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Review: The Translation of Dr Apelles by David Treuer

"In the middle of one of the most gripping action sequences in the Aeneid , Virgil deliberately calls attention to the artificiality of the story he is telling. It occurs in Book II, in the account of the sack of Troy. Virgil first says the Trojan horse is made of fir; a hundred lines later, he says it's made of maple; next it turns to oak; and, still later, it's pine. Not only does the horse's protean essence function as a metaphor for the inherent deceptiveness of Greek gifts, it serves to remind us that we are hearing a tale told to the Carthaginians by one very interested participant -- Aeneas -- thus alerting us to the presence of more subtle fabrications.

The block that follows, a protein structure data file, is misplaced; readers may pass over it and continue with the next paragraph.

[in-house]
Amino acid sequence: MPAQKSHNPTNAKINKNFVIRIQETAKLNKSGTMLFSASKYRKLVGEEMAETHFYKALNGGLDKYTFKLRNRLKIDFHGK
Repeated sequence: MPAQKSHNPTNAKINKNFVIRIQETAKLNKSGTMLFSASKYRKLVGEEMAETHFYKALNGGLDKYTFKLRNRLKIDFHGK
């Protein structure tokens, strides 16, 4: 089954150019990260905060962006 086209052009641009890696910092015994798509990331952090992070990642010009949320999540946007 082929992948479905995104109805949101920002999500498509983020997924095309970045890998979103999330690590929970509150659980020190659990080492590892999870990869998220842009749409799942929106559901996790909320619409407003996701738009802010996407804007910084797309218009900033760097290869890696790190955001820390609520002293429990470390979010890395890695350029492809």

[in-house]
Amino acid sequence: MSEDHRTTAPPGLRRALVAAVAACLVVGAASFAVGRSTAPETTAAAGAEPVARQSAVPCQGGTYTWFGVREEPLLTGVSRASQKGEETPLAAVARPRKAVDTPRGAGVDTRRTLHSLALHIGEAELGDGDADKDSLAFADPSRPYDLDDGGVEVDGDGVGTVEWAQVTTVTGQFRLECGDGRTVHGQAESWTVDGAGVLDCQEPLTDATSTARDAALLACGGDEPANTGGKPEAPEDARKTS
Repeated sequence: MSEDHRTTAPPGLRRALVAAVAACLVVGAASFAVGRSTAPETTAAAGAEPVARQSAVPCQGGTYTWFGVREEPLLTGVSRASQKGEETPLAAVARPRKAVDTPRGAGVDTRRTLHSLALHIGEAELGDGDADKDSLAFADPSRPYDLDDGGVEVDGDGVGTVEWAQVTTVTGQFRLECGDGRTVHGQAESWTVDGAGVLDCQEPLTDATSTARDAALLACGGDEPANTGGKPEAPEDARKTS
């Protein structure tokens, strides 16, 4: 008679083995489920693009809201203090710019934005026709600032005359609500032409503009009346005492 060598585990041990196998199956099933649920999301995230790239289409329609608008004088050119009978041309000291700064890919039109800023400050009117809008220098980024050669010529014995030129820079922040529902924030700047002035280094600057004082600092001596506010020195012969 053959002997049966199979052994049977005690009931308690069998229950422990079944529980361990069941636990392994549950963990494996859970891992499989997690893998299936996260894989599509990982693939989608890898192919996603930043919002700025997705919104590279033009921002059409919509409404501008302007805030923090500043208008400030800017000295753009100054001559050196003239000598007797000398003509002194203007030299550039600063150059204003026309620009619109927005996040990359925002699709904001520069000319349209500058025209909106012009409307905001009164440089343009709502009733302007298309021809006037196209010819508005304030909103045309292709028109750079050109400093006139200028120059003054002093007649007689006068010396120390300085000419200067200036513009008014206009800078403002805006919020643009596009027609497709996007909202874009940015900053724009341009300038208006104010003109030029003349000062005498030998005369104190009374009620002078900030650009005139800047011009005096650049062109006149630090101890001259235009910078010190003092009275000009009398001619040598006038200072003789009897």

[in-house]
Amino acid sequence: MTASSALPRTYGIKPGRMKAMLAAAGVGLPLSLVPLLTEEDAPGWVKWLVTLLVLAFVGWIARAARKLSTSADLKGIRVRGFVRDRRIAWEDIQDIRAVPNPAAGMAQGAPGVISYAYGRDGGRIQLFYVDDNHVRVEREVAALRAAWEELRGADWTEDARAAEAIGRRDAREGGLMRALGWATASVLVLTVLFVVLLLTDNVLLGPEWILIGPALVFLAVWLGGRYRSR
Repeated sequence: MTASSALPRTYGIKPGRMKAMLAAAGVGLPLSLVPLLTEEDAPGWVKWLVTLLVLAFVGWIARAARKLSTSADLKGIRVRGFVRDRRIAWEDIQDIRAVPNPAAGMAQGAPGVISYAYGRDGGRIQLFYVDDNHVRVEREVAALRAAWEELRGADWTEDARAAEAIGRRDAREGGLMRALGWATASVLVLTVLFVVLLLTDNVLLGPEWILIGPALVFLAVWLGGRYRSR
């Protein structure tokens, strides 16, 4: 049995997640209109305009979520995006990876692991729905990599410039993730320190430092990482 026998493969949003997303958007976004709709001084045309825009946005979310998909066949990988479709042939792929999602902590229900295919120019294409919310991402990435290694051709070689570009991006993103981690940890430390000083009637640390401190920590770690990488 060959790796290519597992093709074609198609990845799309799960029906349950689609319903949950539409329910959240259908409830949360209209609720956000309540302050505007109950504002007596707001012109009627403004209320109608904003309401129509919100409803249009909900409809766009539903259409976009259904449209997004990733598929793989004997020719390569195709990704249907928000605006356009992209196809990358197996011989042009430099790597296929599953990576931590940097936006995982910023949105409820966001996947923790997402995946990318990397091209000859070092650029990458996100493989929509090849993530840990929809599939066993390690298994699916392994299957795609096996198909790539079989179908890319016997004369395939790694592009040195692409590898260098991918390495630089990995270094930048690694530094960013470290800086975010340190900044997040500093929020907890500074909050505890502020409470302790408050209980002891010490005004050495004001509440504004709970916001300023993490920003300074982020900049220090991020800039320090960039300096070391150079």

Late in David Treuer's deeply crafty, shape-shifting third novel, The Translation of Dr Apelles , he echoes Virgil. Lest the many inconsistencies in his novel be mistaken for authorial sloppiness, he arranges for the climactic scene of one of his two interwoven narratives to occur under a council tree in the middle of an Indian village. That tree is first an oak; eight pages later, it's a beech; two pages after that, it's a basswood. This should give some idea of the sophisticated game Treuer is playing. The hidden theme of his novel is that fiction is all about games, lies and feints, about the heightened pleasure we can derive from a narrative when we recognize that it is artful. Further -- and this is what readers allergic to "postmodern" or "metafictional" writing fail to see -- this literary strategy, in the right hands, can movingly evoke the real world, in which people are able to communicate with each other, or, say, fall in love, only by crafting stories about themselves, by becoming the unreliable narrators of their own lives."

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